G-quadruplex organic frameworks

Abstract

Two-dimensional covalent organic frameworks often π stack into crystalline solids that allow precise spatial positioning of molecular building blocks. Inspired by the hydrogen-bonded G-quadruplexes found frequently in guanine-rich DNA, here we show that this structural motif can be exploited to guide the self-assembly of naphthalene diimide and perylene diimide electron acceptors end-capped with two guanine electron donors into crystalline G-quadruplex-based organic frameworks, wherein the electron donors and acceptors form ordered, segregated π-stacked arrays. Time-resolved optical and electron paramagnetic resonance spectroscopies show that photogenerated holes and electrons in the frameworks have long lifetimes and display recombination kinetics typical of dissociated charge carriers. Moreover, the reduced acceptors form polarons in which the electron is shared over several molecules. The G-quadruplex frameworks also demonstrate potential as cathode materials in Li-ion batteries because of the favourable electron- and Li-ion-transporting capacity provided by the ordered rylene diimide arrays and G-quadruplex structures, respectively.

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Figure 1: Preparation of G-quadruplex organic frameworks.
Figure 2: Crystalline and porous G-quadruplex organic frameworks of G2NDI and G2PDI.
Figure 3: Femtosecond time-resolved transient-absorption spectra.
Figure 4: Time-resolved EPR spectra.
Figure 5: Comparison of CW-EPR spectra of reduced rylene diimides in the frameworks and in isolated molecules.
Figure 6: Electrochemical response and performance of a Li-ion battery using G2PDI as the cathode.

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Acknowledgements

This work was supported by the Chemical Sciences, Geosciences, and Biosciences Division, Office of Basic Energy Sciences, Department of Energy (DOE) under grant no. DE-FG02-99ER14999 (M.R.W.). N.E.H. was supported in part by the Department of Energy Office of Science Graduate Fellowship Program (DOE SCGF), made possible in part by the American Recovery and Reinvestment Act of 2009, administered by ORISE-ORAU under contract no. DE-AC05-06OR23100. K.-S.C. and M.C.H. acknowledge the Center for Electrochemical Energy Science, an Energy Frontier Research Center funded by the US DOE Office of Basic Energy Sciences (Award No. DE-AC02-06CH11357), for Li-ion battery fabrication and testing. The computational work was supported by the National Science Foundation (NSF) under grant no. DMR-1334928 (R.Q.S.). J.T.H. and O.K.F. acknowledge support from the US DOE Office of Science, Office of Basic Energy Sciences (grant no. DE-FG02-87ER13808) and Northwestern University. This work made use of the J.B. Cohen X-Ray Diffraction Facility supported by the MRSEC program of the National Science Foundation (DMR-1121262) at the Materials Research Center of Northwestern University and the Soft and Hybrid Nanotechnology Experimental (SHyNE) Resource (NSF NNCI-1542205). This work made use of the EPIC facility of the NUANCE Center at Northwestern University, which has received support from the Soft and Hybrid Nanotechnology Experimental (SHyNE) Resource (NSF NNCI-1542205); the MRSEC program (NSF DMR-1121262) at the Materials Research Center; the International Institute for Nanotechnology (IIN); the Keck Foundation; and the State of Illinois, through the IIN.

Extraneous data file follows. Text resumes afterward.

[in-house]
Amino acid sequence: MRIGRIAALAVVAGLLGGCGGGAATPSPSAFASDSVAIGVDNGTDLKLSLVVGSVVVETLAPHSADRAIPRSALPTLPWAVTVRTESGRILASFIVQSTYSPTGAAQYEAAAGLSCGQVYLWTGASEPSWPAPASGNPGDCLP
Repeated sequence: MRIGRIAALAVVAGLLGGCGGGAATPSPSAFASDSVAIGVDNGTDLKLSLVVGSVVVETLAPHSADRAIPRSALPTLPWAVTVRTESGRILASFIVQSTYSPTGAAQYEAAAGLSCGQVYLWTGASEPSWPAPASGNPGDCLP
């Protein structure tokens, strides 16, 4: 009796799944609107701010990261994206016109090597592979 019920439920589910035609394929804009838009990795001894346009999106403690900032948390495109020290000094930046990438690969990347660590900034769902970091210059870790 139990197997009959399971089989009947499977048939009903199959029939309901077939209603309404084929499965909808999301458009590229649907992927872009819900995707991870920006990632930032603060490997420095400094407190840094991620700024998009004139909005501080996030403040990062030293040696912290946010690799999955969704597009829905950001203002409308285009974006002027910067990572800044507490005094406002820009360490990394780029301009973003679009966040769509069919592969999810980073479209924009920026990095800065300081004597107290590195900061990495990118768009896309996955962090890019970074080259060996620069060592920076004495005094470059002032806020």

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Y.-L.W. and M.R.W. planned and directed the project. Y.-L.W., N.E.H., N.S.L., K.-S.C., L.M, and T.C.W. prepared the materials, performed the structural characterization and carried out measurements and data analysis. D.A.G.-G. developed the structural models and carried out the simulations. All the authors contributed to the analysis of the results and the writing of the manuscript.

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Correspondence to Yi-Lin Wu or Michael R. Wasielewski.

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Wu, Y., Horwitz, N., Chen, K. et al. G-quadruplex organic frameworks. Nature Chem 9, 466–472 (2017). https://doi.org/10.1038/nchem.2689

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